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Jose Molina and value

Or, why we won't know what to think about the Jose Molina signing until the end of the off-season.

A package deal?
A package deal?
Stephen Dunn

I get it. Jose Molina is not a sexy signing. Yes, there are a few fringe nut-jobs, like the editor-in-chief of the most well-known and prestigious statistically-slanted baseball publication in the world, who appear to have an unhealthy obsession with Big Jose, but it's obvious to anyone with half a brain and a pair of eyes that he's not one of the league's top catchers.

But that's not really the point. It doesn't matter if Jose Molina is a top player at his position, because the Rays will only be paying him $1.75 million in 2014. If the cost of a win in 2014 is $7 million, Molina will only need to be a quarter of a win over replacement level to justify his contract. The smart money says he'll produce more than that, and Andrew Friedman and Co. are nothing if not the smart money.

So how does mediocre Jose Molina help the Rays achieve their primary goal of making the playoffs and winning the World Series? Because Jose Molina doesn't live in a vacuum (a gruesome thought).

Say the two of us each have $12 and need to buy a dozen eggs. You find some really nice, organic, vegetarian-fed, cage-free eggs at a price of one per dollar and buy them. You are happy because you have high quality eggs in every spot of your carton, and anyone you ask will agree with you. I on the other hand find some bargain-basement, environmentally-unsound eggs for 25 cents each. I buy eight of them leaving me with ten dollars to spend on four eggs. I can now buy the best eggs on the market ($2.50 each), and while my carton will be uneven, it's worth the same amount as yours.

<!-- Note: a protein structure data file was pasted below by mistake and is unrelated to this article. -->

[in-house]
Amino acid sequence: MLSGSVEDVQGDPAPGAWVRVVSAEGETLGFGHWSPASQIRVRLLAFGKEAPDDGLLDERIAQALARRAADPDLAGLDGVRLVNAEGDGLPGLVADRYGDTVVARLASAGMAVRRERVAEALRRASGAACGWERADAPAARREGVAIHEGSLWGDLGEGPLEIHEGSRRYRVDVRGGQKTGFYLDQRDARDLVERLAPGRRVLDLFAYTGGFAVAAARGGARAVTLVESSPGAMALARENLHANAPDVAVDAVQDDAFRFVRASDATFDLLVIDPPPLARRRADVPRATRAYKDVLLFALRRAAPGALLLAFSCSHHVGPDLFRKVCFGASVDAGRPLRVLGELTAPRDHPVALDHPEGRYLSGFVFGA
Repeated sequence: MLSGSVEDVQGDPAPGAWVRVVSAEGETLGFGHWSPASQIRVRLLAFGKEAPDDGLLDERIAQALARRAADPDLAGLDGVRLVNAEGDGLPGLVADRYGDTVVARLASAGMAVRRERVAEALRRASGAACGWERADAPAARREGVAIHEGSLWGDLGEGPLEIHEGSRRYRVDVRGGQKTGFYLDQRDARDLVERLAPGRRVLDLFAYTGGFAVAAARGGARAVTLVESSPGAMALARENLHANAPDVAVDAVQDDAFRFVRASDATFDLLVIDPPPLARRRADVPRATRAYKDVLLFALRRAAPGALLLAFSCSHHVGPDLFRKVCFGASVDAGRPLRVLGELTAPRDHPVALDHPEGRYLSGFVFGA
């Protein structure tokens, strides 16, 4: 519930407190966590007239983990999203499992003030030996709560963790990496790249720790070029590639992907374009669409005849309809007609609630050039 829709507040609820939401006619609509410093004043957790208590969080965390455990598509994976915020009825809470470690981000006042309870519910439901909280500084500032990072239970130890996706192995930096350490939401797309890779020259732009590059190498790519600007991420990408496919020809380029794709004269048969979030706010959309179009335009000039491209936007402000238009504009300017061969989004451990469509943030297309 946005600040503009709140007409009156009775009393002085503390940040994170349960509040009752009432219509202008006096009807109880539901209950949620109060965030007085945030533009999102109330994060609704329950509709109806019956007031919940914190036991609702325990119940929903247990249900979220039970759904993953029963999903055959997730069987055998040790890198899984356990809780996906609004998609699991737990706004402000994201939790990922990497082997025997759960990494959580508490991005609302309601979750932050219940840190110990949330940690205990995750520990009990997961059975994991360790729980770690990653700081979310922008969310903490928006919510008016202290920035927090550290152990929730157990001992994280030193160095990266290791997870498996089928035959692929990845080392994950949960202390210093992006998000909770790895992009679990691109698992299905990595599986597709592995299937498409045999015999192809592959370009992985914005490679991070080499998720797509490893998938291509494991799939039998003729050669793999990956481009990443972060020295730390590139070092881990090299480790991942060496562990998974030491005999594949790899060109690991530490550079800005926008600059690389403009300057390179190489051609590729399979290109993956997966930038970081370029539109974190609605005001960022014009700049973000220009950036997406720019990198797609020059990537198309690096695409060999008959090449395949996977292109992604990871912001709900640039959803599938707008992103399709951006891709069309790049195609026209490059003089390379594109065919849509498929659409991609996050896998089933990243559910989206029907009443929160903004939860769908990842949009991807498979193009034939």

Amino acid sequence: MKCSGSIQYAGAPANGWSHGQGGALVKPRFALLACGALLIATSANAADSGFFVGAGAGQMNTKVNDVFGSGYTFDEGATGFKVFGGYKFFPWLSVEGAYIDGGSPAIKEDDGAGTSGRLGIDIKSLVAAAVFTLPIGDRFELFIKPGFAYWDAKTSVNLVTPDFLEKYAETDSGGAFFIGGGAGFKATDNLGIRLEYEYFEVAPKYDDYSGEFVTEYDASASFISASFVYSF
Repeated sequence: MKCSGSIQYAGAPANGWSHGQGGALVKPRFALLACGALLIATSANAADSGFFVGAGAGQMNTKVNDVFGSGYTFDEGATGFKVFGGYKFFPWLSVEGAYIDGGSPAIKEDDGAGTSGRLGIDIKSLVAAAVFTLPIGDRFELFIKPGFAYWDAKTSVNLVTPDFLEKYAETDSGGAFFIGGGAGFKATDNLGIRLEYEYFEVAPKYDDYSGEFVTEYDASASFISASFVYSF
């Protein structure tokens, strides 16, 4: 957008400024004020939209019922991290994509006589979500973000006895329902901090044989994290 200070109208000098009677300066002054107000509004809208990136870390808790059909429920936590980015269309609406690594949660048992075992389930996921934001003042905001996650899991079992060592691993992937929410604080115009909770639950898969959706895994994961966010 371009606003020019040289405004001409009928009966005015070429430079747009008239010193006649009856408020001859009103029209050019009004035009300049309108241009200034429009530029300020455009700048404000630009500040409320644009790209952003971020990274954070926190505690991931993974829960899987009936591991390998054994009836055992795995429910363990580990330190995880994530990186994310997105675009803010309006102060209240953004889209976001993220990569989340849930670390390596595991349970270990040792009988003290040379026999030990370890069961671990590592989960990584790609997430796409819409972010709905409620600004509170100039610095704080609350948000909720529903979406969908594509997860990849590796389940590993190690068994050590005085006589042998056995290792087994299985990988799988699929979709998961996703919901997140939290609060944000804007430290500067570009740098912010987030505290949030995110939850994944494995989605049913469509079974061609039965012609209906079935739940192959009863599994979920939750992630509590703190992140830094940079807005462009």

But what if those 25 cent eggs aren't actually so bad? What if the farmer simply hasn't spent as much money on advertising as he should have, but his chickens are also running free, and I happen to know this because I've visited the farm? They're still not as nice as yours, but they're a lot closer than you think, and they should have been priced at 50 cents each. In this situation, I now have $14 dollars worth of eggs to your $12.

And finally, to stretch the analogy to its breaking point, say that you're richer than I am. You actually have $14 to spend compared with my $12. My only choice is to go bargain shopping for the admittedly inferior but high-value eggs, and then make up the difference with a few high-end purchases.

That's what the Rays have done with Jose Molina. He's not necessarily great, but they're confident he'll provide good value, because they know more about him than other teams do. The value will allow them to spend more somewhere else. So when David Price is kept around for another year, we'll have Molina to thank. When a true right-handed power bat fills in our DH platoon, or a decent first baseman comes to town, it's because of Jose Molina. If you don't like the first-baseman, David Price is traded for prospects who don't have an immediate impact at the major league level, and the Rays win 88 games and miss the playoffs, then by all means complain about the cheap owner and the complacent front office. But not yet.

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